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5 Common Mistakes First-Time Home Investors Make – And How You Can Avoid Them

Monday, March 27, 2017

In any market, successfully navigating through the complicated world of real estate investing can be a daunting task for first-time investors. Although purchasing an investment home is an excellent way to add value to your portfolio, it’s crucial to avoid the five most common mistakes first-time home investors make before signing on the dotted line. Don’t commit to a property and risk losing money until you ask yourself:

  1. Am I ready to be a landlord?

    If you think being a landlord simply involves buying a property, collecting rent, and banking your monthly profits, think again. As seasoned landlords know, dealing with tenants often requires flexibility and a willingness to communicate at inconvenient times. You should also be prepared for worst-case scenarios like emergencies, police interactions, and missed rent payments.

  2. Do I have enough cash for the investment?

    Make sure you have a good credit rating, plenty of money for an appropriate down payment, and the means to pay the mortgage in the event of unforeseen circumstances. Since mortgage insurance won’t cover investment properties, you need at least 20% down to secure traditional financing.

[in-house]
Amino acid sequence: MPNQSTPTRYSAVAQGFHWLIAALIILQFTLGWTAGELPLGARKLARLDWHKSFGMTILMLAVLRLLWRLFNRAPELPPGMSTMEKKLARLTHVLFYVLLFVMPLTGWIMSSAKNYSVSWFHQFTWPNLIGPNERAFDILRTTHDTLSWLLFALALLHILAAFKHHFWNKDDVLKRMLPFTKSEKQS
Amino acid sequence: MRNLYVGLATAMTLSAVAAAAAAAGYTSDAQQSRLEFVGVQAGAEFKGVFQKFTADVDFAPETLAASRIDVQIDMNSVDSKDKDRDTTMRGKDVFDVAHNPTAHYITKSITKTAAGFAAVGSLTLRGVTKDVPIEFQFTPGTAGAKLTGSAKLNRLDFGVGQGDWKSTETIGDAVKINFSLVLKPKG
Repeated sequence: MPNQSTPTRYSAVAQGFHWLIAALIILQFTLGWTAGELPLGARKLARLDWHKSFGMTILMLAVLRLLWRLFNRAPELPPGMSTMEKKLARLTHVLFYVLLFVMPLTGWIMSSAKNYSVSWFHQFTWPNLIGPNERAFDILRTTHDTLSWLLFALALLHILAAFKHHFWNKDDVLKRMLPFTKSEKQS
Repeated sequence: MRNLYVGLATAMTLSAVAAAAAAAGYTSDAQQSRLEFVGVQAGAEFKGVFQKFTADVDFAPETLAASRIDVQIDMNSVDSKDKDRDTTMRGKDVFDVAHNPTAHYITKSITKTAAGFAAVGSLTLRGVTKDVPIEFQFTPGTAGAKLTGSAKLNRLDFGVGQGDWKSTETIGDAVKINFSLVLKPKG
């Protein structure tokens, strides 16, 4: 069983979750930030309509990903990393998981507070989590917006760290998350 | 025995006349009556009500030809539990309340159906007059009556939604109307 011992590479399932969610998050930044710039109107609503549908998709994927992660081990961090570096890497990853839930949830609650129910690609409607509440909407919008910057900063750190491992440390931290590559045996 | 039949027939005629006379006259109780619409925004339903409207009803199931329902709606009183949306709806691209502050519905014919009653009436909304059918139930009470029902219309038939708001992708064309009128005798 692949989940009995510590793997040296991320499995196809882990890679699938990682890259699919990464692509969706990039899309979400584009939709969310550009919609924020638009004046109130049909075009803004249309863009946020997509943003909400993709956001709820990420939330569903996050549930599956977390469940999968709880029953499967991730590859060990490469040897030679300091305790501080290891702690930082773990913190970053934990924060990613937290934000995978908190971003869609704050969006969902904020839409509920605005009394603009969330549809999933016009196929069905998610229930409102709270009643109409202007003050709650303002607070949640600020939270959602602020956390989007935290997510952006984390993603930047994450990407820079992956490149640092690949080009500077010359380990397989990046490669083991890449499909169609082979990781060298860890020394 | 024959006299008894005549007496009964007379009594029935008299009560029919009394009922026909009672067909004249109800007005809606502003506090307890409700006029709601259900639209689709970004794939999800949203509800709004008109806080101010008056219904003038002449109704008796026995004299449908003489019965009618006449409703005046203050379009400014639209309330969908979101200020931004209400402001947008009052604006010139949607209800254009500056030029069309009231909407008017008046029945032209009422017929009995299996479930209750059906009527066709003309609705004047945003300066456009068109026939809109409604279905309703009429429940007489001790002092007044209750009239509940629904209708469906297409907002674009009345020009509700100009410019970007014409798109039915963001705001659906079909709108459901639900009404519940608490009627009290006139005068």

3. Where should I buy my investment home?

    Before you commit to a property, do your homework. Aside from the location and rental rate for the area, research the quality of the neighborhood and its school system, property taxes, and crime rates. Other important factors to investigate include the job market, available amenities (e.g. nearby parks, gyms, malls, movie theaters, etc.) and the number of listings and vacancies.

  4. Have I prepared for the unexpected?

    Depending on the location and type of property, you may get hit with unexpected costs. For example, if the home is part of an HOA (Home Owners Association) in an area prone to natural disasters, you could be charged an assessment for roof repairs in the aftermath of a hurricane. A good rule-of-thumb for cash flow is to take the average rent for the neighborhood and subtract your monthly mortgage payment, property taxes (divide by 12 months), and insurance costs (divide by 12 months). From there, add a generous allowance.

  5. Have I done my homework to make sure the property is worth investing in?

    Generally, the best investment property for a beginner is a residential, single-family dwelling or a condominium. Condos tend to be low-maintenance since the condo association typically handles external repairs. On the flip side, they usually come with lower rental rates. Single family homes attract longer-term tenants and higher rentals but require more maintenance. Either way, be sure to obtain accurate information about the length and scope of any repairs needed to make your investment home an attractive, comfortable place to live.

Don’t let your investment home become a money pit. Now that you know the 5 most common mistakes first-time home investors make and how to avoid them, you’re on your way to becoming a successful rookie investor and landlord.

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